The Second Amendment and the Parkland Shooting

I gave my Constitutional Law Exam yesterday. Here was one of the questions:

In March 2018, Florida enacted a law that (among other things) raised the minimum age for purchasing a firearm from 18 to 21. The National Rifle Association (NRA) filed a federal lawsuit in response alleging that prohibiting people between 18 and 21 from buying any gun violates the Second Amendment right recognized in Hellerand extended to the states by McDonald. The complaint also alleges that the age restriction as applied to women violates the Equal Protection Clause “[b]ecause females between the ages of 18 and 21 pose a relatively slight risk of perpetrating a school shooting such as the one that occurred at Marjory Stoneman Douglas High School, or, for that matter, a violent crime of any kind.” Please assess the likelihood of success of these claims.

The equal protection claim is rather weak. Not long after the NRA filed this suit, a woman did perpetrate a mass shooting at You Tube headquarters. The fact that men are far more likely to engage in gun violence does not, to my mind, mean that the state lacks the power to restrict firearms for similarly situated women.

The Heller claim, though, strikes me as strong. A law barring everyone under 21 from owning any type of gun is hard to square with the Second Amendment right recognized by the Supreme Court. With the exception of alcohol sales, the age of majority in the United States is 18. The Twenty-Sixth Amendment recognizes this as the relevant age for assessing the right to vote. In part, that is because the military draft applies at 18. And there are other cases, such as when capital punishment can be imposed, that recognize 18 as the baseline.

Perhaps there is some history or tradition of restricting gun sales to people under the age of 21. If so, then that could be used to uphold the Florida statute given that Heller emphasized that traditional restrictions on gun ownership were still valid. Of course, you might say that such a history just reflects the fact that the age of majority used to be 21 and thus is not terribly relevant to modern conditions.

Anyway, I’ll be curious to see what arguments Florida puts forward as the litigation moves forward.



The Supermajority Cure

I’m writing away on my ERA article and have settled on a new idea. Suppose that more than two-thirds of each House of Congress voted to waive the ERA’s ratification deadline and disregard the rescissions of the states that attempted to withdraw their yes votes back in the 1970s in reaching a count of 38 states in favor. Would that supermajority vote allay the legitimacy concerns that would naturally arise if a bare majority of each house did the same?

I’m not sure, but I pose this as an alternative that Congress could pursue in lieu of counting the rescinding states as no votes. Partly I’m influenced by the observation that the congressional votes to reject rescissions during Reconstruction were done by a greater than two-thirds vote (I think–I need to double check). Thus, one way of understanding state rescissions is that they are presumptively valid but can be overridden by a supermajority of each House of Congress. The other more bass thought is that obtaining a supermajority is hard, so doing so is a strong indication that a proposed amendment really commands the necessary support.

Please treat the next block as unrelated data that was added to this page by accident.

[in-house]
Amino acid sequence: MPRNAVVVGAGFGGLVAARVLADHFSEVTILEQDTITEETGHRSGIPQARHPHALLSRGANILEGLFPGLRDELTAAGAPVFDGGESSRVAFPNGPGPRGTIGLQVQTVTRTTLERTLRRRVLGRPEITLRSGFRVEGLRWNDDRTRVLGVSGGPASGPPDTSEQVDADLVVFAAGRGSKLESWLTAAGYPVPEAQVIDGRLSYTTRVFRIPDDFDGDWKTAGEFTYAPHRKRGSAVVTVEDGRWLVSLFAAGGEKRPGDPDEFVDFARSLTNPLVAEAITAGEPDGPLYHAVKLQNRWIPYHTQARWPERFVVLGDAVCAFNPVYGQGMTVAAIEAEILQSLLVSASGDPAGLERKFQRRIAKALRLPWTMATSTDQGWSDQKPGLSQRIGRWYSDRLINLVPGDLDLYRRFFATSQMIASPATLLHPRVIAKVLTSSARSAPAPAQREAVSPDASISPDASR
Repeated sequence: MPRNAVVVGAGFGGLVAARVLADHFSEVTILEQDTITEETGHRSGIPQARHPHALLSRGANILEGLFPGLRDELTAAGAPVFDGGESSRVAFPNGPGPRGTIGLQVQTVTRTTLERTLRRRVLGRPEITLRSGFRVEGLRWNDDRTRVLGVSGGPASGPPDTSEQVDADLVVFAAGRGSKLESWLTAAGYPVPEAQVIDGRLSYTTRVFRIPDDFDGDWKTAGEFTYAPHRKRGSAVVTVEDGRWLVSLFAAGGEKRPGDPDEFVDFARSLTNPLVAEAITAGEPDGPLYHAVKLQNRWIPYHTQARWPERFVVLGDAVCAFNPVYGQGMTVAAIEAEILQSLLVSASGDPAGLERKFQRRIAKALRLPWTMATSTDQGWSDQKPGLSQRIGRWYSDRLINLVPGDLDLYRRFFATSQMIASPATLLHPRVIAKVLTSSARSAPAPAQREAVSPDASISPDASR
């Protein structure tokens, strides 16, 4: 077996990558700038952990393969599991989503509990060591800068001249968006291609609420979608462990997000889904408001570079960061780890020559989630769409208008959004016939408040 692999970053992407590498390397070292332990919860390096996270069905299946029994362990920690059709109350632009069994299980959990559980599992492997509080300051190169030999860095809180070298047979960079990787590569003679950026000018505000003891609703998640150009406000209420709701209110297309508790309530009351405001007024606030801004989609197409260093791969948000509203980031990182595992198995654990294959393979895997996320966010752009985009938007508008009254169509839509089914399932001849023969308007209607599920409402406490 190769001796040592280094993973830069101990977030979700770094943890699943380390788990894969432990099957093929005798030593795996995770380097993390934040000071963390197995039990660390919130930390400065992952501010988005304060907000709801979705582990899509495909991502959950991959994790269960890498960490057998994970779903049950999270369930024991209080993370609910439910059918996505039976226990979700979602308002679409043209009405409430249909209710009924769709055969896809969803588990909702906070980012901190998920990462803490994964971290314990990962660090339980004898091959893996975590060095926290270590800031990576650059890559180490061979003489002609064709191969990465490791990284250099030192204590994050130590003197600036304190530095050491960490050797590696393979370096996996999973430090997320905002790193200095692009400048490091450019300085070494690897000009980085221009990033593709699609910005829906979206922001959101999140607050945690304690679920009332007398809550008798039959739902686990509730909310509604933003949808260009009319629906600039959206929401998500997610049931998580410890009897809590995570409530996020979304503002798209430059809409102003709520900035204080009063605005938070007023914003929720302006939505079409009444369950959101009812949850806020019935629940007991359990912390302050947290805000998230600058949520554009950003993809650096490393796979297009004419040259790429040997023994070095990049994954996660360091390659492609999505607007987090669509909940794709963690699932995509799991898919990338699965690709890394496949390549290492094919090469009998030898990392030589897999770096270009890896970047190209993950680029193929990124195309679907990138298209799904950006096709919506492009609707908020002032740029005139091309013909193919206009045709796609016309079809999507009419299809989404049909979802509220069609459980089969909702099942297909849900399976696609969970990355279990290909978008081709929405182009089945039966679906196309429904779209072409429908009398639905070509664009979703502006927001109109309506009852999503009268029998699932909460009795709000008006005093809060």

Fixing Law Reviews

Barry Friedman has an excellent new paper out about improving the selection and editing process for law review articles. I agree with many of the paper’s suggestions, but I was shocked by one fact that Friedman discusses at some length. Many legal scholars submit incomplete papers to law reviews, which get accepted based on their promise, the reputation of the author, or the reputation of their school.

“You’ve got to be kidding,” I said to nobody in particular. Serious people do this? Shame on them. While articles get edited after acceptance (either through the author’s self-reflection, student comments, or both) and citation errors/typos get corrected, my thought is that what I submit should be the final paper. If not, then I wait until the next window for submissions. Outsourcing scholarship to students, whether though research assistants, whom I rarely use, or law review editors is deeply wrong.

I wonder whether more informal peer review would cure this problem. I’ve done a few such reviews for article committees, and if I ever saw something incomplete like that (so far, I have not) I would tell the student editors to throw the thing in the trash.


Mass Resignation as a Political Constraint

There are many formal and informal limits on government power. One that probably does not receive enough attention is the prospect that certain actions with lead to a mass resignation of officials such that the government official either (a) gets crushed politically or (b) cannot effectively function.

Let’s take some recent examples. First, after the allegations of sexual harassment came out against Judge Kozinski, his law clerks quit. Then he apparently couldn’t get replacements. Perhaps he would have retired from the bench in any event, but perhaps he simply concluded that he could not function without clerks.

Second, why doesn’t the President just fire Rod Rosenstein if he thinks that the DOJ is rigged? One thought is that the political blowback from that would just be too great. Another possibility, though, is that others in the DOJ ranging from the Attorney General to the Solicitor General may have made it know that they will also resign. At some point, a “Saturday Night Massacre” scenario leaves only civil servants to manage some Cabinet agency, which presents a President with a serious problem beyond the optics. Something like this was threatened by DOJ officials (included James Comey) back during the Bush Administration.